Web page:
In 2019, Guinness World Records awarded the "world's oldest animal on land" to a certain creature located in South Atlantic. The award was given to Jonathan, an enormous tortoise that had been living on the island of St. Helena for almost two centuries now.

Guinness World Records selected Jonathan as the winner of the title due to the tortoise being born during Queen Victoria's era way back in the 1830s. Jonathan was 80 years old when the famous ship Titanic sank, and by the time it got the world record, the tortoise was at its 187 years of age.

How Do Turtles Live Long?

(Photo: Brady Knoll from Pexels)

Jonathan is an example of a creature under the family of turtles that had been recorded with staggering longevity. According to Florida SouthWestern State College biology expert and turtle ecologist Jordan Donini in a Live Science report, sea turtles have a life span of 50 to 100 years, while box turtles are more enduring and can live beyond a century. Donini added that the maximum life span of most sea turtle species is still uncovered.

Turtles have the best longevity among the animal kingdom due to numerous biological and evolutionary explanations. In the Live Science interview, Arkansas State University reptile expert and physiology professor Lori Neuman-Lee said that in terms of evolution, the turtles have simply adapted to the common food chain activity that was being conducted for many years.

Some animals like snakes and raccoons are fond of turtle eggs, and the only way to escape this chain is for the turtles to pass down their genes. Along with procreation, turtles learned how to live longer than they do and breed consecutively.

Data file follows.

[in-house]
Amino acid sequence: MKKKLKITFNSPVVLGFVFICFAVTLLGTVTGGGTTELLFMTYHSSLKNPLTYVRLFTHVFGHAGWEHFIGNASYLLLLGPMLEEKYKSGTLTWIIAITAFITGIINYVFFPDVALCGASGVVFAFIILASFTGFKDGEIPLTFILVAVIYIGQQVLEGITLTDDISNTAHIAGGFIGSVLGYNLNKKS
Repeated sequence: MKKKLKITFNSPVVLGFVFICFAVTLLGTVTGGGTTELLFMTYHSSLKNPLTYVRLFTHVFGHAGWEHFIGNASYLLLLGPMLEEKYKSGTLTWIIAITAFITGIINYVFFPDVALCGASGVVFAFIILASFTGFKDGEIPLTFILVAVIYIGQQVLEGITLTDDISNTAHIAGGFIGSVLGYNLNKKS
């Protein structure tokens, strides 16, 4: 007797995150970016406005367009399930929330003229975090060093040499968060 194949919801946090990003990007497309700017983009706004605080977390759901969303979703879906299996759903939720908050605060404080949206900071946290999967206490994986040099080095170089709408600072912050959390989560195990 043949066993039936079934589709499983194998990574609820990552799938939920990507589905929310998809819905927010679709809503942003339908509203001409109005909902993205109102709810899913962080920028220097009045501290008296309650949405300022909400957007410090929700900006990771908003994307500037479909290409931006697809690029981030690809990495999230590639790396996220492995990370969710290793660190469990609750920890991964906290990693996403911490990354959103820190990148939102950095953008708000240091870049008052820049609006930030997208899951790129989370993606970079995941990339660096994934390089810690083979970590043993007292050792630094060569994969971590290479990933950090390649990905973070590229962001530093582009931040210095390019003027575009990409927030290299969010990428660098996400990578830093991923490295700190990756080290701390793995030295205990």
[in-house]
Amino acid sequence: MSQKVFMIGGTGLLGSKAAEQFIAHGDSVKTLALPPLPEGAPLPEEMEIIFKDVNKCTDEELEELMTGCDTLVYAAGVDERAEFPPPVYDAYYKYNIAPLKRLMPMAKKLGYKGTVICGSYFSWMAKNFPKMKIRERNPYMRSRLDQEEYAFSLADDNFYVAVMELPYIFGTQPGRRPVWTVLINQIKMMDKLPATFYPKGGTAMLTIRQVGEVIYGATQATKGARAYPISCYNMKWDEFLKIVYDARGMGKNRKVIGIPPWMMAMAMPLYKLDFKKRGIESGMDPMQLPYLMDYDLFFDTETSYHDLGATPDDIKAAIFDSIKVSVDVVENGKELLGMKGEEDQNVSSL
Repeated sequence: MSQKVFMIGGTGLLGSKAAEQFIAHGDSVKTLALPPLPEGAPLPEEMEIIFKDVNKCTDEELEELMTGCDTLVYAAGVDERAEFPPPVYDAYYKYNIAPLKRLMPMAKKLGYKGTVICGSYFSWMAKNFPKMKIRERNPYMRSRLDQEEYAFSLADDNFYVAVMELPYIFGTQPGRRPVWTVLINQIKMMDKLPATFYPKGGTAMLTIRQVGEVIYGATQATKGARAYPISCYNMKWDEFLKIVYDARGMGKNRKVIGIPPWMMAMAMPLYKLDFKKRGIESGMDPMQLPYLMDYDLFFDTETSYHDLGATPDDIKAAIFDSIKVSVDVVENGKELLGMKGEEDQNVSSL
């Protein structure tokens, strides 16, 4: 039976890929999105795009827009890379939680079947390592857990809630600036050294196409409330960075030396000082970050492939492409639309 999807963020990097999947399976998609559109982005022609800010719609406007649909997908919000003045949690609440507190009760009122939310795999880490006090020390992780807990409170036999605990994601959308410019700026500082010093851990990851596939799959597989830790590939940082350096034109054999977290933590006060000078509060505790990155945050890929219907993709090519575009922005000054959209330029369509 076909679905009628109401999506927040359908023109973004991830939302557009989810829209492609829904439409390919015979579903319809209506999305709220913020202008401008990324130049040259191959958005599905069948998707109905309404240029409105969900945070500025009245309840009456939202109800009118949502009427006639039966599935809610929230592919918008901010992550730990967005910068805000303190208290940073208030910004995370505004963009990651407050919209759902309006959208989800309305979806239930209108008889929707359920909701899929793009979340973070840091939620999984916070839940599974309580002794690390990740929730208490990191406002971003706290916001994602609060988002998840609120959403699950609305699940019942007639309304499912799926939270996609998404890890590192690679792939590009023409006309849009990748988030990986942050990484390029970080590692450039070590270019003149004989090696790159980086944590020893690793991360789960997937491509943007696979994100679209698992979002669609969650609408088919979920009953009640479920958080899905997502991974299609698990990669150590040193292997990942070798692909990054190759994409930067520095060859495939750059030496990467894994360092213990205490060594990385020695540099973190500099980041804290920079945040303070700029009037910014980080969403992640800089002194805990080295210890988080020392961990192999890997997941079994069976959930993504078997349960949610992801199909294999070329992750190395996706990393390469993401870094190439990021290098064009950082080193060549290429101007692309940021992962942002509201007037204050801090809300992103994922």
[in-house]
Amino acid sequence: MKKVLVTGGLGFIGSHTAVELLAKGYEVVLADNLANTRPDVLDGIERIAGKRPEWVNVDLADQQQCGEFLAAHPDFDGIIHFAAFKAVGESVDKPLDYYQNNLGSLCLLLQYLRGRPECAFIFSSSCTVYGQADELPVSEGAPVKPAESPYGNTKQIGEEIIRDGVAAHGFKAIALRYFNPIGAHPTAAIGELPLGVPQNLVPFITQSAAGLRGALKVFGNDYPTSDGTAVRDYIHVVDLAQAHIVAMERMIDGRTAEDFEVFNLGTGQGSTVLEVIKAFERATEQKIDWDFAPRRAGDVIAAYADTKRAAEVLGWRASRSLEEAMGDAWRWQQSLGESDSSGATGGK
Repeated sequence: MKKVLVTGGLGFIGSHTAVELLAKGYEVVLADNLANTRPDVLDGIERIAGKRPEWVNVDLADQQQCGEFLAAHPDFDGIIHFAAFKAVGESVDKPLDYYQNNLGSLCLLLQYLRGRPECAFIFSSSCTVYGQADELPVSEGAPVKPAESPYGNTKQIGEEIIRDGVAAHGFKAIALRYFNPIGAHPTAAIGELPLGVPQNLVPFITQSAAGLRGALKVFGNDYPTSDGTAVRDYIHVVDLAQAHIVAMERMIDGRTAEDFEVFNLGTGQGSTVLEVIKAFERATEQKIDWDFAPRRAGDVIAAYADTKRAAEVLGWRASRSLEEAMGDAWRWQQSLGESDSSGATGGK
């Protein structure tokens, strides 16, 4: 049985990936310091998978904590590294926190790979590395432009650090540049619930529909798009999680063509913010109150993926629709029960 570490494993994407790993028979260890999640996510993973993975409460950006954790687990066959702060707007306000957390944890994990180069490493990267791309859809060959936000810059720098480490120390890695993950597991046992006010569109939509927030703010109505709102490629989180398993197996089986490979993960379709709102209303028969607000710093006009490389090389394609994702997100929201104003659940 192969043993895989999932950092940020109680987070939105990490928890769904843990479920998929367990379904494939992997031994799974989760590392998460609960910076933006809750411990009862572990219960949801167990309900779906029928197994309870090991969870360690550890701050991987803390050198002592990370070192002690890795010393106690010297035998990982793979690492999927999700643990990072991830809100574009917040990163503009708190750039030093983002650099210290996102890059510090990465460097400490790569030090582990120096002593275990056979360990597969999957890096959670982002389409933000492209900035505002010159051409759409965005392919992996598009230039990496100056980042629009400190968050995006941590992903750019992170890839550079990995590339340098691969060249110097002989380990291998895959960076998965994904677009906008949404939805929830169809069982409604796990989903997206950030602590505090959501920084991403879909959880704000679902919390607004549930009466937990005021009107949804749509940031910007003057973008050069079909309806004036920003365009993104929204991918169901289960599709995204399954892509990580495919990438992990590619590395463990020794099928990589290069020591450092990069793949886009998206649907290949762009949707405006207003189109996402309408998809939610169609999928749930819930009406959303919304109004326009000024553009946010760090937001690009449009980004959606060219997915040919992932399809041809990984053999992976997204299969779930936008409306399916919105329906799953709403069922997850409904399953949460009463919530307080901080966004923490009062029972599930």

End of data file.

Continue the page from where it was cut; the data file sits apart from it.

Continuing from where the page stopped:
The turtles' longevity in biological explanation, on the other hand, is much more complicated than their straightforward evolutionary history. According to Neuman-Lee, turtles are also composed of telomeres, a genetic material that houses genomes by acting as a protective cap on DNA's end strands or chromosomes.

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Turtle's Secret to Longevity: Telomeres

The function of telomeres is to protect the chromosomes in case of cell division. However, these protective caps get smaller and degrade over time, creating an effect on the chromosomes and eventually halting DNA replication. What is devastating about this genetic process is that when DNA stops replicating, tumors and cell anomalies develop.

Telomeres in turtles, however, have a lower rate of decay. Compared to the protective caps in human chromosomes, the telomeres of turtles do not shorten quickly and can deflect any significant changes brought by a negative effect during DNA replication.

The turtles are not yet fully examined, and other factors that could explain their longevity are still a puzzle for experts. However, some scientific theories have been formulated regarding the turtle's long life. Through the series of experiments and observations, the scientists are able to build a hypothesis that will possibly help us understand the longevity of turtles in the future.

Among the investigations on the near-immortality feature of turtles is the recently published article in the journal arXiv, titled "Concurrent Evolution of Anti-Aging Gene Duplications and Cellular Phenotypes in Long-Lived Turtles."

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